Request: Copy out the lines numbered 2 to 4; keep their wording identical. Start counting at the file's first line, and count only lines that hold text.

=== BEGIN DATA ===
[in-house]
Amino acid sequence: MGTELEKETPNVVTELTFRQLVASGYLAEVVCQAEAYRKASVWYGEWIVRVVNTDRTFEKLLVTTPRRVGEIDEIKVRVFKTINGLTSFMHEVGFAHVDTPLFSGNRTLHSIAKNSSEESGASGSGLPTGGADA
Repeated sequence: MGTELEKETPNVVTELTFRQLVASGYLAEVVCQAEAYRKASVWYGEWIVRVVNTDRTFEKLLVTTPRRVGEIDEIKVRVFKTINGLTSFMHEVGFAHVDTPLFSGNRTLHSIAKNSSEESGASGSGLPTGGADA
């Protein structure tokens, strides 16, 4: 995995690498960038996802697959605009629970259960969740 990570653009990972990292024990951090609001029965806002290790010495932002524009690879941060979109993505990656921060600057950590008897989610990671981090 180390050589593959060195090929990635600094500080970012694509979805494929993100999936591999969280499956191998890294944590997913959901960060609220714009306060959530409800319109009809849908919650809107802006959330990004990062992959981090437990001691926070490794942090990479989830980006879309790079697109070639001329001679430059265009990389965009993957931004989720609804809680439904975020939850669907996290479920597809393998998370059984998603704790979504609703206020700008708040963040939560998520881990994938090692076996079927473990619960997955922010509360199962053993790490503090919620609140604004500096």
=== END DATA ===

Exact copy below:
Amino acid sequence: MGTELEKETPNVVTELTFRQLVASGYLAEVVCQAEAYRKASVWYGEWIVRVVNTDRTFEKLLVTTPRRVGEIDEIKVRVFKTINGLTSFMHEVGFAHVDTPLFSGNRTLHSIAKNSSEESGASGSGLPTGGADA
Repeated sequence: MGTELEKETPNVVTELTFRQLVASGYLAEVVCQAEAYRKASVWYGEWIVRVVNTDRTFEKLLVTTPRRVGEIDEIKVRVFKTINGLTSFMHEVGFAHVDTPLFSGNRTLHSIAKNSSEESGASGSGLPTGGADA
């Protein structure tokens, strides 16, 4: 995995690498960038996802697959605009629970259960969740 990570653009990972990292024990951090609001029965806002290790010495932002524009690879941060979109993505990656921060600057950590008897989610990671981090 180390050589593959060195090929990635600094500080970012694509979805494929993100999936591999969280499956191998890294944590997913959901960060609220714009306060959530409800319109009809849908919650809107802006959330990004990062992959981090437990001691926070490794942090990479989830980006879309790079697109070639001329001679430059265009990389965009993957931004989720609804809680439904975020939850669907996290479920597809393998998370059984998603704790979504609703206020700008708040963040939560998520881990994938090692076996079927473990619960997955922010509360199962053993790490503090919620609140604004500096």